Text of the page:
|Written by Jes-c Brandt|
Here I am, weeks from being a college graduate, teetering between youth and adulthood, and I have something to tell you. I know the secret—the whole concept of “adulthood” is phony.
Becoming an adult doesn’t make you smarter or more mature or better prepared. I’m convinced that the actual change at adulthood is that you join in a national conspiracy to trick minors into believing life will be dramatically different as an adult.
Today I woke up bright and early to attend one of the great rites of passage into adulthood: jury duty. Long before I even knew what jury duty was, I heard this joke. “Just remember: when you go to court, you are trusting your fate to 12 people that weren’t smart enough to get out of jury duty!”
Surely I laughed along like a fool, but under my clueless exterior, I was mentally adding jury duty to the list of the many mystical activities adults keep secret from children.
When I received my summons from the Commonwealth of Massachusetts, I was sitting in my kitchen in Holyoke, Colorado. My mind immediately jumped to that joke, and I thought it was finally my chance to become a real adult. I was going to get out of jury duty, because I was obviously smart enough to do so.
I eagerly went about reading the criteria for being disqualified. Little by little my hope began to fade, and I had an awful realization. I’m not smart enough to get out of jury duty. That joke was about people like me!
Now you would think being in another state would make avoiding the task easy enough, but I quickly found out that since I intended to return to Massachusetts within a year, I could postpone the date, but I was not disqualified from serving.
Begrudgingly I requested to have my date postponed and tried my best to forget about that particular failed rite of passage.
Sure enough, I forgot all about it until recently when a reminder came in the mail. By this point I had moved past my previous failure and now viewed actually serving on the jury as an equally suitable rite of passage.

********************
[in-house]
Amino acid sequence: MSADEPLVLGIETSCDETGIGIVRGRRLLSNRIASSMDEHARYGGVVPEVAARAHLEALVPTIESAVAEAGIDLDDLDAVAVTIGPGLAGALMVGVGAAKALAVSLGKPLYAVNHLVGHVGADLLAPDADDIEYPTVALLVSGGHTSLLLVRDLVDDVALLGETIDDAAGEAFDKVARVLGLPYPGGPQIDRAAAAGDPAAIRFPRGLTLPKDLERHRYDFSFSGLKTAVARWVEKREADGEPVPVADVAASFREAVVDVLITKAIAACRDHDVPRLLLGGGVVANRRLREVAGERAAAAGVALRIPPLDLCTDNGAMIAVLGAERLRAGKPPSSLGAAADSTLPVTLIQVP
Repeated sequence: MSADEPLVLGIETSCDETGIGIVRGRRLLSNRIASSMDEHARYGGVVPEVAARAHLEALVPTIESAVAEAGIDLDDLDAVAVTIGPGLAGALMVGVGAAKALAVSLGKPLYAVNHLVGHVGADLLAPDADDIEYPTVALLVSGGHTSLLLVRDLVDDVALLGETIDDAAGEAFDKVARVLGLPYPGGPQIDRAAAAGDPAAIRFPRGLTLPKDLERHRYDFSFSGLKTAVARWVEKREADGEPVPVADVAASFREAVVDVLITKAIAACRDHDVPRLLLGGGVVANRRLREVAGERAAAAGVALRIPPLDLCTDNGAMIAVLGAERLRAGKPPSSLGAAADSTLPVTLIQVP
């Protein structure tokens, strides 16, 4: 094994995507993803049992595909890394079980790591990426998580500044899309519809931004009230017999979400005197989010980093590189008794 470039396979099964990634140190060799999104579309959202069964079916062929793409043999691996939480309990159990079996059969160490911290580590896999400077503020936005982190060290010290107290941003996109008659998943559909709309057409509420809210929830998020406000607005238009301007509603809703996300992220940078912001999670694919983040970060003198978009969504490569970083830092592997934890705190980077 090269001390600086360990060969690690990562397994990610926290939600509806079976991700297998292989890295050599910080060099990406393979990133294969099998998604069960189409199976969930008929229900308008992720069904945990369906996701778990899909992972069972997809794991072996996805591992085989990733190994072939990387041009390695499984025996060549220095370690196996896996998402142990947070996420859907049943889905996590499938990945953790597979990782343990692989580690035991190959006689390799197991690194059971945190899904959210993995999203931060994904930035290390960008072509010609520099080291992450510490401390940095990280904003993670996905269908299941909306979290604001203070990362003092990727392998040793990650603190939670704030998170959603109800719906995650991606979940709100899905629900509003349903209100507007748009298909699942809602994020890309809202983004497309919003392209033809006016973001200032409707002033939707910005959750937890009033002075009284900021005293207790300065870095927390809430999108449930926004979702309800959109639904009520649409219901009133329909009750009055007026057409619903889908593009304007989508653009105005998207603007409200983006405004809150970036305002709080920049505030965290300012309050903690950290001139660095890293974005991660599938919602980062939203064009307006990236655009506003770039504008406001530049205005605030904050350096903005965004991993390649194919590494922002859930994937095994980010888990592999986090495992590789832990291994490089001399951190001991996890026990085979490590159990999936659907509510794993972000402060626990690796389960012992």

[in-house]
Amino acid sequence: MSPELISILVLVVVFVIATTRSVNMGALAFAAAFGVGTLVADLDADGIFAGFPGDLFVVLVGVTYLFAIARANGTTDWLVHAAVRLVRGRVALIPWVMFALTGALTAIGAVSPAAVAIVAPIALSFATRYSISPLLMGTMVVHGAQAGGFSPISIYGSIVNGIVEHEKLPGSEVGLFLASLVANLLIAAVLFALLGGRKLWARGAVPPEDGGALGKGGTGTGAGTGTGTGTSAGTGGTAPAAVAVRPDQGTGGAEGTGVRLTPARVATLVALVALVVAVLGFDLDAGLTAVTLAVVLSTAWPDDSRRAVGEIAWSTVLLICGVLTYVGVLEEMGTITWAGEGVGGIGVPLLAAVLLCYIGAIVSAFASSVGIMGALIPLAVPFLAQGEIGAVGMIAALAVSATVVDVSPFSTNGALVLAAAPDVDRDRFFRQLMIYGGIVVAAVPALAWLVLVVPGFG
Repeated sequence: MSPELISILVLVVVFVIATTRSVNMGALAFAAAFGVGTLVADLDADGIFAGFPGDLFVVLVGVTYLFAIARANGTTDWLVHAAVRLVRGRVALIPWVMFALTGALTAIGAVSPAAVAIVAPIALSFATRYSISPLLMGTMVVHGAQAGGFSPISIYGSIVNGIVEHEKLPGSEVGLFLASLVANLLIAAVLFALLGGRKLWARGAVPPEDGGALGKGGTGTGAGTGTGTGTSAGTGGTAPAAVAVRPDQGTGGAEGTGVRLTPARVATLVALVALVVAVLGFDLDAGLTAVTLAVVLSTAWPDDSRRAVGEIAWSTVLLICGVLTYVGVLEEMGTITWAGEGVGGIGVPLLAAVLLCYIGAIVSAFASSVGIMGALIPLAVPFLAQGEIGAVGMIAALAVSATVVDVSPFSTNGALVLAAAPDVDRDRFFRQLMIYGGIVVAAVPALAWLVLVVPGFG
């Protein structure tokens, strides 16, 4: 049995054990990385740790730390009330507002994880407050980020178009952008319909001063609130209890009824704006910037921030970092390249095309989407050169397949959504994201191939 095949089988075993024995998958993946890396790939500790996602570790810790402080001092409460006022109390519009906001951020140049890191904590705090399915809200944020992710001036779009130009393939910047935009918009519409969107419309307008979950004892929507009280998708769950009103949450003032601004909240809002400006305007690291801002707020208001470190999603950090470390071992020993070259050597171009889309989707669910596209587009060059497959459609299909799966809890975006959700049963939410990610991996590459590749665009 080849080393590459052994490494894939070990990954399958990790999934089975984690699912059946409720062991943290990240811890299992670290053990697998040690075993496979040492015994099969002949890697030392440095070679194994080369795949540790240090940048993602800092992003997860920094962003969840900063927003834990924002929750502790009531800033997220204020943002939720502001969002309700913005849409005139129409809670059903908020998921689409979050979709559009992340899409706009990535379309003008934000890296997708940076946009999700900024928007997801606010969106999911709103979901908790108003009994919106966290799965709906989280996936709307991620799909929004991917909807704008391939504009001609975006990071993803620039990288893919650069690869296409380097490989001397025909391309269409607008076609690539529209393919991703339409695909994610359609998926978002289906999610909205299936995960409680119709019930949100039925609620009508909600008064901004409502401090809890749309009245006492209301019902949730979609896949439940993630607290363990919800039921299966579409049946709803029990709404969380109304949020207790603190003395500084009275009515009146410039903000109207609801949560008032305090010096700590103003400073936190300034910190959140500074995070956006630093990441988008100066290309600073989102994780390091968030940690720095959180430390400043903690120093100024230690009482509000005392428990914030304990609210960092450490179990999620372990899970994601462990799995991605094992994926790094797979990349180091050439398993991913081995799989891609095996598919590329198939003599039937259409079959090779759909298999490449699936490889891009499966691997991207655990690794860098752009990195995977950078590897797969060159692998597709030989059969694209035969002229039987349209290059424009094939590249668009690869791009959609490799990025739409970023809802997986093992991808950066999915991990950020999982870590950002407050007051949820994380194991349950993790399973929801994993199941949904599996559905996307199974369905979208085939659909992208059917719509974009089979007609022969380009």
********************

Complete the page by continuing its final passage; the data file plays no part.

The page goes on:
This morning I arrived at the Hampshire County Courthouse promptly at 8 a.m. I quickly passed through the metal detector and proceeded to check in with the other jurors. As I scanned the room, I soon realized no one else shared my excitement about passing into adulthood.
There’s a simple explanation for this. Everyone else in the room had to have entered adulthood when Kennedy was still in office. I wiped the smile off my face in an attempt to blend in, but I still stood out like a toddler compared to my mature companions.
Probably the most obvious tell was that the experienced adults all came prepared with reading material. No one told me how much waiting was involved in jury duty, so I spent a lot of time reading outdated magazines.
In the moment, I was sure word must have gotten out that I was trying to enter their world, and the actual grownups had gathered to safeguard their secret society of adulthood against young imposters such as myself.
For those of you who have already made it into adulthood, you’ll be happy to know their plan was successful. All of the scheduled trials were settled without a jury, so after nervously sitting in the courthouse for two and half hours I was dismissed.
Technically, I have served my civic duty, but I still feel like I’ve been cheated. For now I don’t mind hanging on to immaturity for a bit longer, but know this: the secret’s out, there’s no point in not letting me into adulthood now.